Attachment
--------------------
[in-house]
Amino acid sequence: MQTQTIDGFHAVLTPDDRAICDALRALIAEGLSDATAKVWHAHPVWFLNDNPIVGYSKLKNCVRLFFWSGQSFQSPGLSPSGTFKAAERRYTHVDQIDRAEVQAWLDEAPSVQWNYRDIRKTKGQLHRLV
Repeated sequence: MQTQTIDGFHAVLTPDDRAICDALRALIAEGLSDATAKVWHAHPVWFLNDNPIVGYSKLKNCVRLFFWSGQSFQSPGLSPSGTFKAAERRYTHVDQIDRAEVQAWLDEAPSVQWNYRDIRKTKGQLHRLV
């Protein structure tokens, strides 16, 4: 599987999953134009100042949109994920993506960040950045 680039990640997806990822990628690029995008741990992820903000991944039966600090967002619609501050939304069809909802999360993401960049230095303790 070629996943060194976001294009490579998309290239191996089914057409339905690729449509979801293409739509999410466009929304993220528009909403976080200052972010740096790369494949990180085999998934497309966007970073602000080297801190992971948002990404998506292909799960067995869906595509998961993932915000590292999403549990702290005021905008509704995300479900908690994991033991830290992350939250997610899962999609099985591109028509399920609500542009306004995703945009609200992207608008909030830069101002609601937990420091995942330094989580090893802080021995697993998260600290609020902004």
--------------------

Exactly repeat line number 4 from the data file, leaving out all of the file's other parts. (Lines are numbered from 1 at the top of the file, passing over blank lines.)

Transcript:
């Protein structure tokens, strides 16, 4: 599987999953134009100042949109994920993506960040950045 680039990640997806990822990628690029995008741990992820903000991944039966600090967002619609501050939304069809909802999360993401960049230095303790 070629996943060194976001294009490579998309290239191996089914057409339905690729449509979801293409739509999410466009929304993220528009909403976080200052972010740096790369494949990180085999998934497309966007970073602000080297801190992971948002990404998506292909799960067995869906595509998961993932915000590292999403549990702290005021905008509704995300479900908690994991033991830290992350939250997610899962999609099985591109028509399920609500542009306004995703945009609200992207608008909030830069101002609601937990420091995942330094989580090893802080021995697993998260600290609020902004």